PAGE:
Onwards, to an easy win, mostly because I made up the recipe so there’s nothing to fail against. It’s based on a dish at Baiwei, a Sichuan caff in London’s Chinatown. I braise pork ribs in a broth of soy, sugar and stock for three hours, then press them overnight. The next day I chop and deep fry them, before seasoning with a mix of cumin, salt, sugar and cayenne. Finally, I dry-fry the ribs with chopped dried red chillies and peanuts. It looks right and tastes right although I am shocked by the sheer volume of seasoning mix it takes to get that full-on, sphincter-burning, jug-of-water-by-the-bed-at-night mouth tingle. It’s a cardiologist’s nightmare.
It’s also a warm-up for dish four: the legendary pig’s trotter stuffed with a chicken mousseline studded with sweetbreads and morels, by the godlike, three-Michelin-star chef Pierre Koffmann. It’s a dish talked about in hushed tones by greedy people. It’s hugely rich and detailed; a gastronomic expression of la France profonde fashioned from more double cream, butter, wild mushrooms, butter, sweetbreads and technique. It takes me 24 hours to complete.
The recipe in Koffmann’s Memories of Gascony is just a page long, but would be a volume on its own if all the methods required were listed. For example, it includes items such as “pigs’ back trotters, boned”. I have to do the boning. It takes hours of squinting at YouTube videos, one hand in an oyster shucker’s gauntlet because I don’t want to visit A&E to explain a self-inflicted haemorrhage: “I was making an essential pied de couchon avec le champignon sauvage when I stabbed myself.” I’d deserve to bleed to death.
My meaty condom of pig skin must be braised in veal jus, wine and port for three hours. It rests in the fridge, looking like roadkill. The next day I prep sweetbreads from scratch (thank you once more to Michel Roux Jr and Le Gavroche Cookbook). I make a chicken mousseline and… Look, this one has more episodes than Game of Thrones, but concludes with me steaming the finished items. One trotter is a failure. The skin splits. The end dangles off. The mousseline gets waterlogged. But the other one, glazed deep in veal jus, looks just about right. I fork it away, exhausted.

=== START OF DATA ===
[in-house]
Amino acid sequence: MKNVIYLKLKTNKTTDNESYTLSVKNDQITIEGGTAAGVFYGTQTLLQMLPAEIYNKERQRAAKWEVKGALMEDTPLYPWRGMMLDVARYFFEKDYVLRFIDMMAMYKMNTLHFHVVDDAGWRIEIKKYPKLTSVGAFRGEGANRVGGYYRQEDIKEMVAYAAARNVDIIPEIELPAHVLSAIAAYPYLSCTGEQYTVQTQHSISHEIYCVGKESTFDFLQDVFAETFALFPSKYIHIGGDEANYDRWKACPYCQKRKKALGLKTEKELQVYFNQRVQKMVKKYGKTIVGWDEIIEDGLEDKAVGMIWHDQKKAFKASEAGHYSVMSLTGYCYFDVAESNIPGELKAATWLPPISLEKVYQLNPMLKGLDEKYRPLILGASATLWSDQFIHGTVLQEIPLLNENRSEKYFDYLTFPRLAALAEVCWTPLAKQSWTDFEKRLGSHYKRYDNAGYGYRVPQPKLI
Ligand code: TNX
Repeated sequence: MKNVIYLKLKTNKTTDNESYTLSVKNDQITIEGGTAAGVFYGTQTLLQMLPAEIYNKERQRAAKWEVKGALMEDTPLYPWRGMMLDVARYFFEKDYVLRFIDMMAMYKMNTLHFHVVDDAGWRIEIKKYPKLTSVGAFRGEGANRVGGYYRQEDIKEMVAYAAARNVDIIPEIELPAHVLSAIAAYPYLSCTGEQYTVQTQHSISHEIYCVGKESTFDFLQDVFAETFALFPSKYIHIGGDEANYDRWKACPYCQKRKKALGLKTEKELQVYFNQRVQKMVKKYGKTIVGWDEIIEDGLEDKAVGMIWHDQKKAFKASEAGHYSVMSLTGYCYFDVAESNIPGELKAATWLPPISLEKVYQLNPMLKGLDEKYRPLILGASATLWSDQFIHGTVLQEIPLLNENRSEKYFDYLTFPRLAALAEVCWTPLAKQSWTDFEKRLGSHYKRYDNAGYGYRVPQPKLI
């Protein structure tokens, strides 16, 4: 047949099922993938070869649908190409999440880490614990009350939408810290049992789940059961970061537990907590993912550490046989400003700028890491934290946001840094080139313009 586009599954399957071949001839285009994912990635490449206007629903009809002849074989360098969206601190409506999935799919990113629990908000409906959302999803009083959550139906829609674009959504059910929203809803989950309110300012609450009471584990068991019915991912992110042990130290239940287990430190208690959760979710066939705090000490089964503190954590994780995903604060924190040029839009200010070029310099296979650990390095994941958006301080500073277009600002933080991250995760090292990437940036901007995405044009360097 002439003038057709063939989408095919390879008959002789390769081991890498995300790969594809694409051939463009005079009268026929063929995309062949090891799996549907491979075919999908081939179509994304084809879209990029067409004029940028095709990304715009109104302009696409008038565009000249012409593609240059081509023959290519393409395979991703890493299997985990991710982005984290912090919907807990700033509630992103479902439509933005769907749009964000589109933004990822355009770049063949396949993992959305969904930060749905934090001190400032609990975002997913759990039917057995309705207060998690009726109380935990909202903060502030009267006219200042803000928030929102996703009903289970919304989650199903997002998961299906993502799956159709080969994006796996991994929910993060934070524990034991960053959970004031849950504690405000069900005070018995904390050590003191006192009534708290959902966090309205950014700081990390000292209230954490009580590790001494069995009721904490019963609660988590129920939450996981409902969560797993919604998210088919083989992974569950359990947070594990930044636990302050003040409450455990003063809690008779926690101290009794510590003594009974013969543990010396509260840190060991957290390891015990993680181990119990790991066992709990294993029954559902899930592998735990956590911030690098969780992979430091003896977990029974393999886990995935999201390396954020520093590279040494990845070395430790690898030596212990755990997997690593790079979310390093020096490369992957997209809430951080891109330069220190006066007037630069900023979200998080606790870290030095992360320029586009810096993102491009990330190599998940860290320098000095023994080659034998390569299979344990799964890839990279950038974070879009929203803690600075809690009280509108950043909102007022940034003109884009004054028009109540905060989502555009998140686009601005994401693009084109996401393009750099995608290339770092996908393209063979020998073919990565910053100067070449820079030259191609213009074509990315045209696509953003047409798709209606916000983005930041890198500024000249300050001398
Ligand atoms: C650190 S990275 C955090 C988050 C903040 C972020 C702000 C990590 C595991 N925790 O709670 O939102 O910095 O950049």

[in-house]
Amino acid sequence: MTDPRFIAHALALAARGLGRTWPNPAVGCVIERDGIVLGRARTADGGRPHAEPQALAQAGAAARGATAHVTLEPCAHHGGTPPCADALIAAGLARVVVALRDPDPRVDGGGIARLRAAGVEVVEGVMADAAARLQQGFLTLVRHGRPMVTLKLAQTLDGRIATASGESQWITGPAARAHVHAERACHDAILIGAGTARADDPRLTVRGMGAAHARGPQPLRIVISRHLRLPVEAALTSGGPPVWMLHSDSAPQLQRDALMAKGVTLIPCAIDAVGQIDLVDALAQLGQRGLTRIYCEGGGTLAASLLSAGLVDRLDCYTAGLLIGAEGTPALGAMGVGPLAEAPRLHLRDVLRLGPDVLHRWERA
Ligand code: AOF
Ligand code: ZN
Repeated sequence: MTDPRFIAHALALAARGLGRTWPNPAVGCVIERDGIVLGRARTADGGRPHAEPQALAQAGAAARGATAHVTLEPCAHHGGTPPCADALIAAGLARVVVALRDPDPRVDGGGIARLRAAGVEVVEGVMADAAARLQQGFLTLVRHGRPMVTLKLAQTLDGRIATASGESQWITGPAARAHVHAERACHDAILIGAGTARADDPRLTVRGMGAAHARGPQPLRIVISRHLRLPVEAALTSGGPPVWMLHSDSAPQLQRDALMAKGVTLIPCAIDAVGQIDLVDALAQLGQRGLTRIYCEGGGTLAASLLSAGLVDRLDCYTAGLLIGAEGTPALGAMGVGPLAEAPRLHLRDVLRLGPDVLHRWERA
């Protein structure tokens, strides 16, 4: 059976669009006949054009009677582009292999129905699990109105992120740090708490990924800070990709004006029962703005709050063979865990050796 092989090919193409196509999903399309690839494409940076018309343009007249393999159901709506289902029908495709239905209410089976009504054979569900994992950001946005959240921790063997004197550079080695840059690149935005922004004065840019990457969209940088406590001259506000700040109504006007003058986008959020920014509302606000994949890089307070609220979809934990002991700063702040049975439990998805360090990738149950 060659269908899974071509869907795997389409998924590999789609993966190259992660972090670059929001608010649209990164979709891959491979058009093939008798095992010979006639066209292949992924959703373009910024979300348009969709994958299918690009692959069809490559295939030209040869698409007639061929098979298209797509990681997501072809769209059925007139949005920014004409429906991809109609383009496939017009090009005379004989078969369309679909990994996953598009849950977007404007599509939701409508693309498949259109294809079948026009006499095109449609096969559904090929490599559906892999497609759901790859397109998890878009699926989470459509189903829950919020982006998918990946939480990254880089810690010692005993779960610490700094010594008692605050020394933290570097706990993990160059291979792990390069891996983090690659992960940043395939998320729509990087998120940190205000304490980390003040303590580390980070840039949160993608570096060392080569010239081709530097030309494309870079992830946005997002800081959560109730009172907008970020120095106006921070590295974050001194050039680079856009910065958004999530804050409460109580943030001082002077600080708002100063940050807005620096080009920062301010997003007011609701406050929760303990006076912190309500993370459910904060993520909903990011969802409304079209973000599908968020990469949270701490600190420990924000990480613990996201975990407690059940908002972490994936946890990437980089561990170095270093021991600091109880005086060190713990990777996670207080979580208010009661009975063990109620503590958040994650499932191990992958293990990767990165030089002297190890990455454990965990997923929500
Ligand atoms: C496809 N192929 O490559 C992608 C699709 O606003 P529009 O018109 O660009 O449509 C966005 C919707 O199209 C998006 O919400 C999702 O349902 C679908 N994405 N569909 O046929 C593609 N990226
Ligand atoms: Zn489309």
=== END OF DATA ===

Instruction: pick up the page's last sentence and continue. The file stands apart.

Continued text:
And so to dessert: the wondrous treacle tart served to me by Mary-Ellen McTague at the Creameries in Manchester. She sends me the three-page recipe, which she developed 20 years ago at the Fat Duck with Heston Blumenthal. There’s that staggeringly butter-rich pastry which refused to be rolled without falling apart. There’s the beurre noisette taken to almost black, then strained through a muslin and then beaten into hot golden syrup to make an emulsion. There’s lemon zest and cream and a lot of washing up. So much washing up.
It would be great for the narrative if I now told you it was a disaster. It wasn’t. It was a total triumph: thin, crisp pastry, a toffeed surface, a light, citrus-bright filling. I sent a photo to Mary-Ellen. She replied: “Bloody hell. I’m slightly annoyed.”
She needn’t be. This exercise did not for a moment make me think, “Sod restaurants, I can cook this stuff myself,” even though it turned out that if I concentrated really hard and did literally nothing else with my time for roughly a week, I could. Just about. It made me yearn for restaurants to re-open and do this for me so much better, while I waited at a linen-clad table, basting my companions with rich spoonsful of outrageous anecdote.
The comments on my reviews that have infuriated me the most have long been the ones that say: “I could stay home and make this myself.” My mental response has always been: “Save us all the misery of your company, and do that.” I made restaurant food at home, but it didn’t turn my kitchen into a restaurant. It turned my kitchen into a mess. The next night, after all that home cooking I did the only logical thing. I ordered a takeaway.
A survey of 13,000 people by the Brasserie Bar Co, the company behind Raymond Blanc’s Brasserie Blanc group, has a positive message for the restaurant sector coming out of lockdown. Around 90% of respondents said they were likely or very likely to go out to eat when the chance again offers itself, with nearly 40% saying they’ll do so the moment they can. Another 60% said they would visit restaurants, but would need reassurance that it was safe to do so. This is broadly in line with the findings of other recent surveys.
A sign of what may be to come: Mission Mars, the company behind the sizeable craft beer and food venue Albert’s Schloss in Manchester, is installing thermal imaging cameras, to scan those waiting to enter for a raised body temperature. Reception staff will immediately be notified of any issue by both a screen and an audio monitor. Anybody with a temperature will be refused entry and told to seek medical advice.
Pied a Terre, a stalwart of London’s restaurant world, has launched a vegan feast box, deliverable to within a five-mile distance of their site on Charlotte Street (which includes most of the capital). The box will include the likes of chickpea, kidney bean and cumin hummus, chilled roasted tomato soup with dill oil and a mushroom and spelt risotto. It costs £50 for two, plus delivery.